"Rejoice greatly, O daughter of Zion!Shout, Daughter of Jerusalem!See your King comes to you,righteous and having salvation,gentle and riding on a donkey,on a colt, the foal of a donkey"

In verses 1-6 we see everything turning out exactly as Jesus had predicted - every detail in place. We see clearly Jesus' certain knowledge and power - for, of course, being God and Man He knew all things. The two disciples found everything that Jesus had said - an untried colt, tied at a doorway in the street. We are surely struck by this one thing - the perfect knowledge of the Lord Jesus Christ. We see Him describing in advance what the disciples would hear and see. He speaks like one who eyes were everywhere and who knew things seen and unseen. This is, of course, consistent with what the Bible says in other places:

"Jesus knew the thoughts of His enemies" (Matthew 12:25).

"He knew what was in a man" (John 2:25).

"Jesus knew from the beginning which of His disciples would betray Him" (John 6:64).

As we see Jesus on that colt, as we see His journey with steadfast purpose to Jerusalem - we must recognise Him for whom He is - God's eternal Son who came to die and save. Our Lord made very public this last act of His earthly life. Although most of those on that first Palm Sunday missed the point as they shouted "Blessed is the coming Kingdom of our Father David" - they were right without recognising the truth of what they said. Most saw it as an expression of hope of national restoration - the revival of David's kingdom conceived of in an earthly political sense. Few were to see it for what it was - the fulfilment of that prophecy of Isaiah 53 - The Messiah portrayed as the One who would by means of substitutionary suffering and public death make atonement for the sins of His people. He had come on the road to Jerusalem to die. He desires all Jerusalem to know it. Often in His ministry He had sought privacy. Here He makes a public entry into Jerusalem - before priests, elders, scribes, Greeks and Romans. The eternal God was about to suffer in the place of sinners - the once for all great sacrifice for sin was about to be offered up. They who had come to celebrate the Passover - when God's people had been saved by the covering of the blood of the lamb when they were captive in the Land of Egypt - were to see Christ the true Passover Lamb, the perfect Lamb of God slain for the sake of sinners. He was to die before many witnesses. WHO IS THIS JESUS? We see also the remarkable unity of meekness and majesty in this road to Jerusalem - richness and poverty, the godhead and the manhood. As we read the Gospels we note that He who could feed thousands with a few fishes and loaves, was Himself sometimes hungry. He who could cast out devils with a word could Himself be tempted. He who could heal the sick and infirm was sometimes weary. He who raised the dead - was now ready to submit Himself to a public death. He who chose to begin His entry into Jerusalem as King of Kings and Lord of Lords borrowed a colt to carry Him on that triumphant entry. If we see His Divine Acts only we might forget that He was perfect Man. If we saw His manhood only, we might forget that He was God in human flesh. We are intended to see Jesus for whom He always is - perfect man and perfect God. Conclusion: Our Response What is our response as we ponder the Road to Jerusalem?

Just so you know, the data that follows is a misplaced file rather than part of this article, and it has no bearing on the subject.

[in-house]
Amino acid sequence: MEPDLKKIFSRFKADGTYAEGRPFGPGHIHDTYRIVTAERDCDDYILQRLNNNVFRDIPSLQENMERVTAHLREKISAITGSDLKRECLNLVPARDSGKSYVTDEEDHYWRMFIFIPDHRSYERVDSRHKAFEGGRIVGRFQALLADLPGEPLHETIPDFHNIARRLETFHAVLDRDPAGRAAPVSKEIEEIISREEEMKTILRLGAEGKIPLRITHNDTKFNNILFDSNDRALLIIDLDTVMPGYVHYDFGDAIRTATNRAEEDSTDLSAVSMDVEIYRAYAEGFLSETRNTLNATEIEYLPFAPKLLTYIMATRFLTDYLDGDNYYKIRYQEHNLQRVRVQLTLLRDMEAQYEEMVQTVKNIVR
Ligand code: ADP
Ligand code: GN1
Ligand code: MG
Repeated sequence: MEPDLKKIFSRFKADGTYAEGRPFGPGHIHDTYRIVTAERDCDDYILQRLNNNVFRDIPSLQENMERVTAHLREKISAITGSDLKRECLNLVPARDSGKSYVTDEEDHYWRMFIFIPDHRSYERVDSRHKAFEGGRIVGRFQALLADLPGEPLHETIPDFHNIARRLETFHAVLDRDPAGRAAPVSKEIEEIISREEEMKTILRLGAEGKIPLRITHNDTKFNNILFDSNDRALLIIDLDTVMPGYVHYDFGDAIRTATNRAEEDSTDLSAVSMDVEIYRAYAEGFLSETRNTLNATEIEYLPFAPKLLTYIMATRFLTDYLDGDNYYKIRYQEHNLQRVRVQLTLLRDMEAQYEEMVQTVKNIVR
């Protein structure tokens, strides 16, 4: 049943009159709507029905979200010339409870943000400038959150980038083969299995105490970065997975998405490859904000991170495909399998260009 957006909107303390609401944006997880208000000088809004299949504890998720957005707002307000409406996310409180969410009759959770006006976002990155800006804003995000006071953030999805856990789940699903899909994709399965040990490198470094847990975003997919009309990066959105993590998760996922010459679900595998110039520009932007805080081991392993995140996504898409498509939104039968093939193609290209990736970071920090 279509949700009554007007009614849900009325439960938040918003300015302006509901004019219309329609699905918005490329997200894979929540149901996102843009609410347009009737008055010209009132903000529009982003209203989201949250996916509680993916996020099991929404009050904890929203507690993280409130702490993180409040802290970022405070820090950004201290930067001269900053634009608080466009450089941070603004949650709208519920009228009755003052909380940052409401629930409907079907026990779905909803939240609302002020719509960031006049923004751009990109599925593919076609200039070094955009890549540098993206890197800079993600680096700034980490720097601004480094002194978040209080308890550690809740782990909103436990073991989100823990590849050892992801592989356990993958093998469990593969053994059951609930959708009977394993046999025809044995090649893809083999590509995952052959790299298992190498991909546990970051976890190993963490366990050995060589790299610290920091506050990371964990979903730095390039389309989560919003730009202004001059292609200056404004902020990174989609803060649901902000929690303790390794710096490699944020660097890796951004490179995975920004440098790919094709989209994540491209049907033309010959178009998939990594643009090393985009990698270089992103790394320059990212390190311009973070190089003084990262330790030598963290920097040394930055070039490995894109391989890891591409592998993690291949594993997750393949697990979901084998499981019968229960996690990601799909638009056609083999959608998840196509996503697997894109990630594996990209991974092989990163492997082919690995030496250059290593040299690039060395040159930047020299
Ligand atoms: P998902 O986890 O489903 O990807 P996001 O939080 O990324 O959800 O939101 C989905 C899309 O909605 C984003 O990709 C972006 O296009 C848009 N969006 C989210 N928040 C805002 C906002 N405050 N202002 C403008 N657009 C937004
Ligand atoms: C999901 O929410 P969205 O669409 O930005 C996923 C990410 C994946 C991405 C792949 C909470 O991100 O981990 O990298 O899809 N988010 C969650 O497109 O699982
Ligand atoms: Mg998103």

We may reject Him as many did then, many have done since, and many do today. We may have already looked upon Him and committed our lives to Him..... and said, "This is our Saviour, this is our Christ, one able to sympathise with our weaknesses because He is Man, but one Almighty to save because He is God. That commitment would be the most important act in our life. We may have allowed "our first love to grow cold", luke warm, lacking vitality. As we look at this Road to Jerusalem, this Road to Calvary ... we see here no cheap grace ... our conversion cost Almighty God the public disgust, the agony, the bloody sweat, the cruel death, the spiritual torment of His precious Son. He who knew no sin became sin for us.

Our response to that each day must surely be, "Love so amazing, so divine, demands my life, my soul my all." That is the cost of discipleship ... there is a narrow road to walk. Like the woman at Bethany who gave her all for Jesus. Do we hold back some aspects of our life? The full response to the Jerusalem Road is "All for Jesus" - our minds, our emotions, our wills, all we have and are and a resolution to follow Him every day.